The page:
Lyrics: Ancient Irish Poem
Lyrics Date: 8th Century
Translator: Mary E. Bryne
Translation Date: 1905
Versified by: Eleanor H. Hull
Versified Date: 1905
Theme: The Christian Life; Hope Guidance in Pilgrimage
Music: Ancient Irish Melody
Music Date: First published in 1909
Arranger: David Evans
Arrangement Date: 1927
Tune Name: SLANE
Key: E flat
Scripture: Philippians 3:7
One of the surest ways to learn about someone is to observe how they spend their time—and money! Jesus said:
Where your treasure is, there your heart will be also. Luke 12:34
Our hymn expresses the exuberant faith of one whose focus was not money, but God.
Riches I heed not, nor man’s empty praise: Thou mine inheritance…
All those who call themselves Christians claim to put God at the top of their priorities.
You shall love the Lord your God with all your heart, and with all your soul, and with all your mind, and with all your strength.
These words become the first—and greatest commandment, when a person puts on their ‘marching boots’ and begins to follow Jesus.
St. Paul, the great Apostle of the first century, helped to reinforce this single-minded commitment to God. When, after surveying past achievements of education, religious heritage and social prestige, wrote that he abandoned them all for Someone else:
I consider everything a loss when compared to the surpassing greatness of knowing Christ Jesus my Lord…Philippians 3:8
Centuries before Paul, the Psalmist took inventory of his possessions. He lifted his eyes upward and affirmed his perspective on life’s priorities:
Whom have I in heaven but you? And earth has nothing I desire besides you. Psalm 73:25
The writer of Be Thou My Vision refers to God by many descriptive titles. Some of them are taken directly from the Bible while others, not found in Scripture, are consistent with Biblical teaching:
Vision, Lord, Best thought, Wisdom, Word, Great Father, High King, Inheritance, Treasure, Sun, Ruler, Heart and others as well.
Coming one upon the other, they overwhelm the reader—and singer! —with the belief that the hymn writer was consumed with one burning conviction: This God alone deserves "first place." Who would dare to substitute anything or anyone else!
A stanza from an old hymn provides a fitting prayer to close our thoughts:
The dearest idol I have known,
Whate’er that idol be,
Help me to tear it from thy throne,
And worship only thee.
William Cowper, 1772
With its heartfelt poetry and moving melody, "Be Thou My Vision" beautifully expresses the desires of the Christian heart. Though its popularity rose only in the past fifty years or so, the hymn actually has a rich history dating back to the eighth century.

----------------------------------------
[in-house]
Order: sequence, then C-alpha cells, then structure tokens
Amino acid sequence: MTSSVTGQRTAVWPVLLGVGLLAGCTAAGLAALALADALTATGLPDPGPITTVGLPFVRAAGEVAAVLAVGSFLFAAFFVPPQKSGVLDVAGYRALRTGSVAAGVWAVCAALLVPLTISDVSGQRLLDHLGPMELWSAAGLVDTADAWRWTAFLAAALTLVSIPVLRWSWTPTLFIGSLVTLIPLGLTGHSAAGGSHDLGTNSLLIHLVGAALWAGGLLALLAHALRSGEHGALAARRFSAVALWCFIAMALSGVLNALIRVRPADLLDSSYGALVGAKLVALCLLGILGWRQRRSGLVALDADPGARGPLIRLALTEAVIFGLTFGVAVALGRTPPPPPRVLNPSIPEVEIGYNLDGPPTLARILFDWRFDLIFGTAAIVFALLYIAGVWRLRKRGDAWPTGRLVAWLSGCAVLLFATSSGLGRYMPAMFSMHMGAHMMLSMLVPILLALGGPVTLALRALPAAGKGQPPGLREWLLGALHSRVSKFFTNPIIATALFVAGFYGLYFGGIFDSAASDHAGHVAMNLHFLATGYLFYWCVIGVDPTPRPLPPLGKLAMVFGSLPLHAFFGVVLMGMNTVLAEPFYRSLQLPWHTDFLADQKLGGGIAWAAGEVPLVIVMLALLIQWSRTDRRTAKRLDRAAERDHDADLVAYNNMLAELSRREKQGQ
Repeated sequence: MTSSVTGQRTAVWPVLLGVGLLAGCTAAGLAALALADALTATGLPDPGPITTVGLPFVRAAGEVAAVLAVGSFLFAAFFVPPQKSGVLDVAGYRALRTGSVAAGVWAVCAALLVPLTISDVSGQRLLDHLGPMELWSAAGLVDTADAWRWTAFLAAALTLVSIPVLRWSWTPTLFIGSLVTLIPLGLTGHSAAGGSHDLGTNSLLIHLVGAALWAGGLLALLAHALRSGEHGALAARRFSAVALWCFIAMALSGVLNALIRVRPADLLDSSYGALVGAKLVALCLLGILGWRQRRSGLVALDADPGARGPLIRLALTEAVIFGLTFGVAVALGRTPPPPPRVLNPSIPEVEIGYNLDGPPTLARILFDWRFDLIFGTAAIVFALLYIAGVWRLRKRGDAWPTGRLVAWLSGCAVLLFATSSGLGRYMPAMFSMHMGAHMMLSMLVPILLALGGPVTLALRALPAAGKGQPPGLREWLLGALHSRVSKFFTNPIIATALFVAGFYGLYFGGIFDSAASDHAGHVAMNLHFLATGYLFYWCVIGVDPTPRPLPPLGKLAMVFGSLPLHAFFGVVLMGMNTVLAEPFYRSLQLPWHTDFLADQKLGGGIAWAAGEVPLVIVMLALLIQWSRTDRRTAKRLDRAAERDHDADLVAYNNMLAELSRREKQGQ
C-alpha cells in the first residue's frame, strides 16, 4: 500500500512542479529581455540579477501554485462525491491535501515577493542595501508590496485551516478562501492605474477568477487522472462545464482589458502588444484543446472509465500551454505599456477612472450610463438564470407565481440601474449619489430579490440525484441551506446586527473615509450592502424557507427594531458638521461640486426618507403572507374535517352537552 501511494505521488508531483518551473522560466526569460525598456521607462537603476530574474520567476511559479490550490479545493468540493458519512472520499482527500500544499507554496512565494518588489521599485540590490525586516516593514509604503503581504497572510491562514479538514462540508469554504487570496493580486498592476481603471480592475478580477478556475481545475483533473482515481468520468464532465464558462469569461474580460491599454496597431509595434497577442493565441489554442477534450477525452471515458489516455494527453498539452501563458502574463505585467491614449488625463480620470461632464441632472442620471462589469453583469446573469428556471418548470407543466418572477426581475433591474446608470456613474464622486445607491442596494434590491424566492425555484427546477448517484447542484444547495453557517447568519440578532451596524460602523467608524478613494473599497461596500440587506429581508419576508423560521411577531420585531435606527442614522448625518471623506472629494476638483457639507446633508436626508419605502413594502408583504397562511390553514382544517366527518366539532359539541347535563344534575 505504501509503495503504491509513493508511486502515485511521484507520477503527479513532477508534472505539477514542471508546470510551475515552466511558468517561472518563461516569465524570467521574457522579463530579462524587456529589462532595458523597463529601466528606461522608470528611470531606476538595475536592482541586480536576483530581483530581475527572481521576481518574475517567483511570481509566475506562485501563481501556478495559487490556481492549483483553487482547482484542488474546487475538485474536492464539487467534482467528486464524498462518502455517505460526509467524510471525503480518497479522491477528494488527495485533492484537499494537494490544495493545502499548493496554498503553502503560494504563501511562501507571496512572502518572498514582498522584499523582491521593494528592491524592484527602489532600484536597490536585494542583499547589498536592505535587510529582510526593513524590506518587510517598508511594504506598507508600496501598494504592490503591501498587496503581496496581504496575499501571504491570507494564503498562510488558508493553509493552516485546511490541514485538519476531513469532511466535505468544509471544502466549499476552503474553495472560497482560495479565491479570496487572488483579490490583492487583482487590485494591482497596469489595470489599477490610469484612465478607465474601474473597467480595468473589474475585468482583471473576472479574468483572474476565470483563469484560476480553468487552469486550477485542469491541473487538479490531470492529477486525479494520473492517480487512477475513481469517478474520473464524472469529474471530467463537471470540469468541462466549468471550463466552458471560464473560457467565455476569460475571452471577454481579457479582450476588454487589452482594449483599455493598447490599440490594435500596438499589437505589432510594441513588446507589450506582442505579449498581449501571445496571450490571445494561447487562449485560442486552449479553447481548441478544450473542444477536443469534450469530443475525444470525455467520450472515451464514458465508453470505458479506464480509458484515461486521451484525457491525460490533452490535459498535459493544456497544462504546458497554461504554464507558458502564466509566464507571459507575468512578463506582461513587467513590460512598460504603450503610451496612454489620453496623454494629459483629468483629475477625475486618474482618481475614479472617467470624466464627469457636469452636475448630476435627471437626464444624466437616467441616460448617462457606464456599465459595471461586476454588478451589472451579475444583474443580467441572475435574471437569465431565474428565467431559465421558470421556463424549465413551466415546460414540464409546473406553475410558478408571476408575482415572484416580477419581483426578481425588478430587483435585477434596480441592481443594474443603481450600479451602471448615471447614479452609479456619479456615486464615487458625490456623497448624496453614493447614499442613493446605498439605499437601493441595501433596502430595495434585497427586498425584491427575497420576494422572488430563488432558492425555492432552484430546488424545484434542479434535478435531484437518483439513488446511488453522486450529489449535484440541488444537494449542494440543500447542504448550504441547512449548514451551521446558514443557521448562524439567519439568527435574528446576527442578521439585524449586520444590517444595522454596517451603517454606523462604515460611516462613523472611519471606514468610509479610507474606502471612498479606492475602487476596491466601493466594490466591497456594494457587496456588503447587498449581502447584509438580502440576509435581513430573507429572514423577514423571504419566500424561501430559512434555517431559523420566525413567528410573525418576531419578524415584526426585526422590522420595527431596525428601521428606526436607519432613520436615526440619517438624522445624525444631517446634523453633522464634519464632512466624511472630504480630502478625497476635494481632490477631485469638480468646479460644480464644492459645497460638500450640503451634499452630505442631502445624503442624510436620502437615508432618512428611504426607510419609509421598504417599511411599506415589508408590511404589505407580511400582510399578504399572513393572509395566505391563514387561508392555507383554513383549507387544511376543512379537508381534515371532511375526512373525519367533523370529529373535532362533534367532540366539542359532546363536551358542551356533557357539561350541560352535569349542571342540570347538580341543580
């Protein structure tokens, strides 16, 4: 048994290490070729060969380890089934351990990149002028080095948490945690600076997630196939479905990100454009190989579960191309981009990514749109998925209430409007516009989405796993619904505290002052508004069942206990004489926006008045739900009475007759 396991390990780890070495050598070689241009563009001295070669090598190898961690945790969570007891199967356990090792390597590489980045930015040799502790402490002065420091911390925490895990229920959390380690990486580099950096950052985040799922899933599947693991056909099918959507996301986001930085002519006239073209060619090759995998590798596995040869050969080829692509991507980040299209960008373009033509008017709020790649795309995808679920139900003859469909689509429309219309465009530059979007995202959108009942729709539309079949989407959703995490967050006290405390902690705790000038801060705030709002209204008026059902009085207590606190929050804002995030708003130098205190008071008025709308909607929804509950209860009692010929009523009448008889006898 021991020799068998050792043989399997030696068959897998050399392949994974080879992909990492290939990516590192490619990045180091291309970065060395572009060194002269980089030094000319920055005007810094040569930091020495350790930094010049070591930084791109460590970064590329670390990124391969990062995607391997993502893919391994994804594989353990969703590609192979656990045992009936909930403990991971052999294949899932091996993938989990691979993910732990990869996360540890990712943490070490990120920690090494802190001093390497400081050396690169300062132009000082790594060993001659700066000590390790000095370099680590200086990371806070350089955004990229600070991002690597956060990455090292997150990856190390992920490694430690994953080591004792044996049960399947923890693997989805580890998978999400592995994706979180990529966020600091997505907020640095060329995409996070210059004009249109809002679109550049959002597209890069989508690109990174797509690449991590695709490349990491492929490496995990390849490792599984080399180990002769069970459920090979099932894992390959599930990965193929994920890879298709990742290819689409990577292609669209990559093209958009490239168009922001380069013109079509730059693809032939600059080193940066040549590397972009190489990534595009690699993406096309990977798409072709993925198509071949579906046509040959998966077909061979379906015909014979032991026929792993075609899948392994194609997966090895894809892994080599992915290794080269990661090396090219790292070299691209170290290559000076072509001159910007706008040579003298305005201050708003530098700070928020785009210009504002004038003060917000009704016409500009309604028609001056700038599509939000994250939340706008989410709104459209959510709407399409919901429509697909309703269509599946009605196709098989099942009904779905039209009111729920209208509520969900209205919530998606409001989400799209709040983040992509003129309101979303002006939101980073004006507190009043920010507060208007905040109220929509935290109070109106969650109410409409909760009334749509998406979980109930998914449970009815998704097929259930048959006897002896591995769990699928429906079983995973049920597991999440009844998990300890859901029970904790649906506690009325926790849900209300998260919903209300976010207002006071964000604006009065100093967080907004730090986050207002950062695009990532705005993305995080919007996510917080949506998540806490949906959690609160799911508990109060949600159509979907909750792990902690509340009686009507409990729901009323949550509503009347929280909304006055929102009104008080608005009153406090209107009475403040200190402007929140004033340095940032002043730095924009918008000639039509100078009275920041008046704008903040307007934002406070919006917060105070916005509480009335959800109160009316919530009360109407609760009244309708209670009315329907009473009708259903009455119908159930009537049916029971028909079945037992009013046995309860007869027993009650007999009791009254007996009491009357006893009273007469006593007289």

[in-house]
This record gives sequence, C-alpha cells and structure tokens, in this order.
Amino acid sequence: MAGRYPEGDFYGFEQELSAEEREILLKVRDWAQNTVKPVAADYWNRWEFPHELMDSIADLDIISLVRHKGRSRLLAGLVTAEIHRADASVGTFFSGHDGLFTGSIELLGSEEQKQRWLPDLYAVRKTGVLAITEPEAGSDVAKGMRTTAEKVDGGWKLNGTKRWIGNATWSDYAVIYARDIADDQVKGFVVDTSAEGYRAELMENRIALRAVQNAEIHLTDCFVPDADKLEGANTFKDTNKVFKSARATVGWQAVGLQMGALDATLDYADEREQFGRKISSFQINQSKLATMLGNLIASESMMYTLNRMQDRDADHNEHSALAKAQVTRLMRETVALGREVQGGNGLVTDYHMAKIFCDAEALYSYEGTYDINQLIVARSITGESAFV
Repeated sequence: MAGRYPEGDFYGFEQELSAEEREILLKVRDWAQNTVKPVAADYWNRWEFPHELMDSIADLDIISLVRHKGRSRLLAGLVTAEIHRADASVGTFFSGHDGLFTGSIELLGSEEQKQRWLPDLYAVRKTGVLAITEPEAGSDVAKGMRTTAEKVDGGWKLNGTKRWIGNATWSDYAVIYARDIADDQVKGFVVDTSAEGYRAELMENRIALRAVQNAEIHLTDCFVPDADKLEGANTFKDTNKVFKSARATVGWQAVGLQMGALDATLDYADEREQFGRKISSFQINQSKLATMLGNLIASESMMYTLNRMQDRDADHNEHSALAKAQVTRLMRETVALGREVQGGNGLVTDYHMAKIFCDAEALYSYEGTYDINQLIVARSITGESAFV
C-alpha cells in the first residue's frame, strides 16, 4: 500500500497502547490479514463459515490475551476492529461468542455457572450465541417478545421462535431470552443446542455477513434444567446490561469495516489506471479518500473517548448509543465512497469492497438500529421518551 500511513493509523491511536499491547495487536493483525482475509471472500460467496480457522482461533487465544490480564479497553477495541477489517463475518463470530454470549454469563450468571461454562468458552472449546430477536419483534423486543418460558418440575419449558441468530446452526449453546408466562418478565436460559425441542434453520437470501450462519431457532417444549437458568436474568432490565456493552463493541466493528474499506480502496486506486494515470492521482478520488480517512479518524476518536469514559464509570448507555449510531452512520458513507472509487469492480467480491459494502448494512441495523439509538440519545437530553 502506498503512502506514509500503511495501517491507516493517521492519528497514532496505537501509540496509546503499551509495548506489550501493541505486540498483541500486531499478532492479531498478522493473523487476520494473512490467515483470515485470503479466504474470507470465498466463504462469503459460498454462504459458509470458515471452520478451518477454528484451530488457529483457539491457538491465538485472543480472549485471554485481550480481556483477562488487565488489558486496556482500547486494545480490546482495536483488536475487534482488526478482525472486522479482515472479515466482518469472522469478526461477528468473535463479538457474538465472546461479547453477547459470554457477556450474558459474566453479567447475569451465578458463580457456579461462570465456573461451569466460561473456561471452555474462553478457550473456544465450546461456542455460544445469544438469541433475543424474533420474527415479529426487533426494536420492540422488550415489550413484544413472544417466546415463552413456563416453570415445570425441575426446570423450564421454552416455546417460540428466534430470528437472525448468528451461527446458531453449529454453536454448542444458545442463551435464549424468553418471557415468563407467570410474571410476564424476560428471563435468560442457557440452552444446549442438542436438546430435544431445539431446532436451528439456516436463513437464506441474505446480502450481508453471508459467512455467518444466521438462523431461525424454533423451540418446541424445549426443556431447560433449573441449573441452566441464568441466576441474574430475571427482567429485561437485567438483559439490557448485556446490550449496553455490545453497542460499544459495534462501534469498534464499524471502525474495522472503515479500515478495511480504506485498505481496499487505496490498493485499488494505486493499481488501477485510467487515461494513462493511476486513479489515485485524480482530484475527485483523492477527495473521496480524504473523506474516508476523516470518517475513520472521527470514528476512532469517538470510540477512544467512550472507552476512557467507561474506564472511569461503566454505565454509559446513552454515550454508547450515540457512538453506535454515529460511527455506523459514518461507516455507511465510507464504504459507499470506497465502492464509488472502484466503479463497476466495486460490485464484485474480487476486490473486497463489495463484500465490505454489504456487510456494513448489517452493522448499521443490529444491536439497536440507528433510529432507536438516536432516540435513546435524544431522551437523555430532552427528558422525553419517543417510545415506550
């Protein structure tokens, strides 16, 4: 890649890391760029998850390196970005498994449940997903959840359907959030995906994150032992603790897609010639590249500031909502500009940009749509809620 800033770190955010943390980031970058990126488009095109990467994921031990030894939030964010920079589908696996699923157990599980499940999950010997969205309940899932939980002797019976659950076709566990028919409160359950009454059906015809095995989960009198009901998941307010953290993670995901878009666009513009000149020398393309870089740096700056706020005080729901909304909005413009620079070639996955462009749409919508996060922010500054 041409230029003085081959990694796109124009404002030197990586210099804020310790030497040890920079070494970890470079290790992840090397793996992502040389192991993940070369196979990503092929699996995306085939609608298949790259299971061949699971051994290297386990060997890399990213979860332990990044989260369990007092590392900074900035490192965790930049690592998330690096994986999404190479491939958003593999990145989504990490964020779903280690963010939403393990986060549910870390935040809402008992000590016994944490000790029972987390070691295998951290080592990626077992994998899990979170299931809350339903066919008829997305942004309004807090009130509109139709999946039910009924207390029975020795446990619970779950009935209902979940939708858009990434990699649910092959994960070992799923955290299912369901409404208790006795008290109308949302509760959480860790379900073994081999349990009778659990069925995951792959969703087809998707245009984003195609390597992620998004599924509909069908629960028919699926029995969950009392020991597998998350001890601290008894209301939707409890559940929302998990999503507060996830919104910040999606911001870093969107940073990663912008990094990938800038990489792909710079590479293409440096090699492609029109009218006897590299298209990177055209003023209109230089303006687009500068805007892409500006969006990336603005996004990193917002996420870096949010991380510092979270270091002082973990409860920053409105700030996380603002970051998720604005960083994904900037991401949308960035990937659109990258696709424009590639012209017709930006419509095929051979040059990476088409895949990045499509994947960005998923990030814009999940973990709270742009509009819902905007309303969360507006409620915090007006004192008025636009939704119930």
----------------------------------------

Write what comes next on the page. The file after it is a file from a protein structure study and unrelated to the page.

Between the years of 400 and 700 AD the Irish people lived out a passionate faith in Christ. Ireland took up the missionary endeavor with excitement, and the country became known for its all-absorbing efforts to share Christianity throughout the world. Irish missionaries were found from Scotland to Switzerland, spreading the Good News wherever they went.
Some scholars believe that the words to the hymn are the product of a man known simply as St. Patrick. Patrick was born in A.D. 373 along the banks of the River Clyde in what is now called Scotland. When he was 16 he was kidnapped by pirates and taken as a slave to Ireland. There he gave his life to Jesus Christ. He eventually escaped, but he never forgot this experience and when he was about 30 he returned to his former captors with only one possession: the Latin Bible. History tells us that St. Patrick was the man most responsible for the Good News of Christ coming to Ireland. As a result of his preaching, over 200 churches were established and 100,000 converts were baptized.
"Be Thou My Vision" undoubtedly comes from this spiritually rich period. Its prominent theme encourages single-hearted focus and devotion to Christ. In the hymn lyrics, the poet expresses his adoration of God through the many titles he gives him: Vision, Wisdom, Word, Great Father, Power, Inheritance, High King of heaven, Treasure, bright heaven's Sun, Ruler of all.
Today, we continue to sing the words of this hymn, echoing the poet's response to God's many titles. "Thou my best thought, Thy presence my light."
Be Thou My Vision
Be Thou my Vision, O Lord of my heart;
Naught be all else to me, save that Thou art
Thou my best Thought, by day or by night,
Waking or sleeping, Thy presence my light.
Be Thou my Wisdom, and Thou my true Word;
I ever with Thee and Thou with me, Lord;
Thou my great Father, I Thy true son;
Thou in me dwelling, and I with Thee one.
Be Thou my battle Shield, Sword for the fight;
Be Thou my Dignity, Thou my Delight;
Thou my soul's Shelter, Thou my high Tower:
Raise Thou me heavenward, O Power of my power.
Riches I heed not, nor man's empty praise,
Thou mine Inheritance, now and always:
Thou and Thou only, first in my heart,
High King of heaven, my Treasure Thou art.
High King of heaven, my victory won,
May I reach heaven's joys, O bright heaven's Sun!
Heart of my own heart, whatever befall,
Still be my Vision, O Ruler of all.
The Center for Church.